Azadeh Shahshahani – Defending Our Civil Rights

Azadeh ShahshahaniAtlanta, GA – Fighting anti-immigrant  laws, discrimination, and racial profiling in the United States is not an easy task.  Anti-immigrant prejudice coupled with constant discrimination facing our community due to events unfolding in the Middle East, does not provide an easy playing field for immigrants’ rights and civil rights lawyers in the United States. However, there is one person that continues to vigorously fight for Iranian-American civil rights and the civil rights of Muslim-American, Arab-American, and Latino communities.

NIAC member, Azadeh Shahshahani’s drive to combat difficulties facing immigrant communities is inspiring and motivational. As the current Director of National Security and Immigrants Rights Project at the American Civil Liberties Union (ACLU) of Georgia and author of numerous reports and op-eds on human rights, immigrants’ rights , and racial profiling, Azadeh has extensive experience working on immigrant civil rights.

She is currently busy fighting a bill  that was passed by Georgia lawmakers mimicking Arizona’s anti-immigrant  law, known as the “show me your paper” bill If this bill were  implemented  into law, it would authorize law enforcement to check people’s immigration status with whom they come into contact, including in cases of minor offenses such as traffic violations. At the ACLU of Georgia, Azadeh is working on a campaign urging Governor Nathan Deal of Georgia  against signing the bill into law. “At this point, we continue to  urge the governor to veto this unconstitutional measure, and we continue to actively monitor the situation and examine all of our options,” said Azadeh.

Having moved to the United States at the age of 16, Azadeh’s experiences in a post-revolution Iran laid the foundation for her future career path in human rights. “I have always had a little bit of a revolutionary spirit in me. Growing up in Iran, injustice always infuriated me,” said Azadeh.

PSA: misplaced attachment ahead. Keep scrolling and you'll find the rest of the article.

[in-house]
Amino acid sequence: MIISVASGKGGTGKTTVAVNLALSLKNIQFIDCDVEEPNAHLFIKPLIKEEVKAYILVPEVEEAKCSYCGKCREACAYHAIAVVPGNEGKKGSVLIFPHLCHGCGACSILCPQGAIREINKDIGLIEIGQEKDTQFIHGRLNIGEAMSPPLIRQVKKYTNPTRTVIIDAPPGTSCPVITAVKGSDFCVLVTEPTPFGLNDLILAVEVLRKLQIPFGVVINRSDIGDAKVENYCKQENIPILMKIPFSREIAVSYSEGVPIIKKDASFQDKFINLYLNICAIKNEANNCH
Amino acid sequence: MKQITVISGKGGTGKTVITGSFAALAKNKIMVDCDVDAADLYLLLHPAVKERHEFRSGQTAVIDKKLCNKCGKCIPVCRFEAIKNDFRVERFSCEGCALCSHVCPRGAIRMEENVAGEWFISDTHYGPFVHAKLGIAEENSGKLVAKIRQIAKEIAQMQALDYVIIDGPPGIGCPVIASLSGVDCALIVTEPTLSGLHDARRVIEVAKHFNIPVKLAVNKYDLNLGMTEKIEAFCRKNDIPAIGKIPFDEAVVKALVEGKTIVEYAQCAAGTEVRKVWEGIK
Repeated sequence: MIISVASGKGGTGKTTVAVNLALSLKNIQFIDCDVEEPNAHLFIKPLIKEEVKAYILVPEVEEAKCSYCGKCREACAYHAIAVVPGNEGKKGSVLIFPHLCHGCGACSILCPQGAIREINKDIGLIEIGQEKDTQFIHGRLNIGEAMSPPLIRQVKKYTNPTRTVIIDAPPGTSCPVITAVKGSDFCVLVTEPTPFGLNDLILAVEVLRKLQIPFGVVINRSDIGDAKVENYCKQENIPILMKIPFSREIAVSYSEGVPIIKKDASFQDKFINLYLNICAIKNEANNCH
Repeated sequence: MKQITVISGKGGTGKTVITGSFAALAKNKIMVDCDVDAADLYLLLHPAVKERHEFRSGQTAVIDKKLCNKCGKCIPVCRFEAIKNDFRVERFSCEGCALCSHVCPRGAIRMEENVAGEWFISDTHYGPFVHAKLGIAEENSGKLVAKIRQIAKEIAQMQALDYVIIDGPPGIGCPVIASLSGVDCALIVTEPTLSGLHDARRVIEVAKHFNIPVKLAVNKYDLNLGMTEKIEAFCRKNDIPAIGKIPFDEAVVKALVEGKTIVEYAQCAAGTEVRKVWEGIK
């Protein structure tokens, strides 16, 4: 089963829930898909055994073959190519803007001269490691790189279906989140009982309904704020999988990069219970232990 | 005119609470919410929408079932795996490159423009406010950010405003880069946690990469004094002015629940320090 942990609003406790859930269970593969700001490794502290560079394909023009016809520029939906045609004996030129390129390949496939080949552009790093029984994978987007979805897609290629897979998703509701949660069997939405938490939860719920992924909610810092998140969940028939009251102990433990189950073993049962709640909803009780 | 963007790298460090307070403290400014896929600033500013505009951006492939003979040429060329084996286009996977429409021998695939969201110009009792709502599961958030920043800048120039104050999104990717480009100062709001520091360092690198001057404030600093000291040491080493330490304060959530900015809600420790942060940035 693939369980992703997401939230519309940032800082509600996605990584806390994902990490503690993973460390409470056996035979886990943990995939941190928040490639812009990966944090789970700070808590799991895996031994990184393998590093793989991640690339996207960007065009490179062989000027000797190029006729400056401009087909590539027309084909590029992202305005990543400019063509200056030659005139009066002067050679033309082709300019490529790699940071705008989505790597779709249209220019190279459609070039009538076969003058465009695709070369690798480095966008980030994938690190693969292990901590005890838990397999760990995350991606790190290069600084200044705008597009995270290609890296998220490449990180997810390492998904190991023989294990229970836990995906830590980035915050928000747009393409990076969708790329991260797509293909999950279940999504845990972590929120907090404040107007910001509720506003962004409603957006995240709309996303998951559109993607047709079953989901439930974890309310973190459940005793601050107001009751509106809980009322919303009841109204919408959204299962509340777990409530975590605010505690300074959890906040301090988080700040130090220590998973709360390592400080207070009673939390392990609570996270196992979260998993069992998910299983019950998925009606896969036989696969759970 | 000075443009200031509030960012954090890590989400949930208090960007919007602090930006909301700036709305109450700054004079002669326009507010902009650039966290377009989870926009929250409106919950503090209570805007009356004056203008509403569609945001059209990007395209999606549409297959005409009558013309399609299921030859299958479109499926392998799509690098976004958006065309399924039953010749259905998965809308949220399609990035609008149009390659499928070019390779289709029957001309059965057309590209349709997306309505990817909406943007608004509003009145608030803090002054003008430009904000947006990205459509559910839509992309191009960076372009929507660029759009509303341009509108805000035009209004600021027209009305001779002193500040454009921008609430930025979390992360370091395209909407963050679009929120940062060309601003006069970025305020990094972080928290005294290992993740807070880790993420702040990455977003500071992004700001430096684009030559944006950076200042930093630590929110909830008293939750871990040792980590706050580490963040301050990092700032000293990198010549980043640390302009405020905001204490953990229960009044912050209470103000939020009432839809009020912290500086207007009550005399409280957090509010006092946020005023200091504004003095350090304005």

“My main focus at the ACLU is bringing Georgia and its localities into compliance with international human rights and constitutional standards in treatment of refugee and immigrant communities,” said Azadeh. She emphasized that through her work experience she has seen that the Iranian-American community  is hesitant in becoming involved in immigrants’  rights and human rights activism. “People are afraid within our community, they don’t want to  bring additional attention to themselves. We need to take a more proactive role and need to be very vigilant and aware of our rights,” Azadeh said.

The ACLU provides presentation to immigrant communities across the nation and educates them on their rights. Azadeh encourages Iranian-Americans to attend and organize these sorts of events and to become familiar with  their constitutional and human rights.  “It is of upmost importance that Iranian-Americans talk to their elected officials and testify at state legislative and city council hearings on civil rights issues that they are facing. We must also act in solidarity with other communities that come under attack – such as the Latino community,” stressed Azadeh.

In order for the Iranian-American community to prosper and grow, Azadeh encourages our youth to pave the path forward in defending our civil and human rights in the United States. “I would like to encourage younger Iranian-Americans to  consider human rights advocacy as a profession. I think people should follow their passion, and if their passion happens to be law, then they should go for it. We definitely need more Iranians in this field and we need people to  represent our community members ,” said Azadeh.




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Lily Samimi
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